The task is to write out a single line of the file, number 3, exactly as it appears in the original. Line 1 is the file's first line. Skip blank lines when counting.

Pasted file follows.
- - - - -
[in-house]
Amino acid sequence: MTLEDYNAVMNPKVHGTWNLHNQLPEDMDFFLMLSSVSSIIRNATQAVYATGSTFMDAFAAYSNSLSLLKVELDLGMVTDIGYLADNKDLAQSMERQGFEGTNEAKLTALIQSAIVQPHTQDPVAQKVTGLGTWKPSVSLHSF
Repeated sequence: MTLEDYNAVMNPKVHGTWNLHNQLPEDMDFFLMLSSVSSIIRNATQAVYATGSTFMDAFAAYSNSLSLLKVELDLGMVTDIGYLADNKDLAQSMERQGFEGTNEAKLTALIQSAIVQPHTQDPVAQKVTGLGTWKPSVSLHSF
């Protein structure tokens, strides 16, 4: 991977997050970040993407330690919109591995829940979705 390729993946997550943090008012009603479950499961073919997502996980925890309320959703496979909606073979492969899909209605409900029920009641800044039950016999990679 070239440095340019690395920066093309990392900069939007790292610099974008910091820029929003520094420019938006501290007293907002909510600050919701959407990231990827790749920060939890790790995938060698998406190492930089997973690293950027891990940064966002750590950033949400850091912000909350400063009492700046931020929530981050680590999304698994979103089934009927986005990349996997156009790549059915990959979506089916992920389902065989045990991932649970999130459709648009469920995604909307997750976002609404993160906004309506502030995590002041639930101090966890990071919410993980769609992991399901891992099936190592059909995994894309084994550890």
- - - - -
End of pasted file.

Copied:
Repeated sequence: MTLEDYNAVMNPKVHGTWNLHNQLPEDMDFFLMLSSVSSIIRNATQAVYATGSTFMDAFAAYSNSLSLLKVELDLGMVTDIGYLADNKDLAQSMERQGFEGTNEAKLTALIQSAIVQPHTQDPVAQKVTGLGTWKPSVSLHSF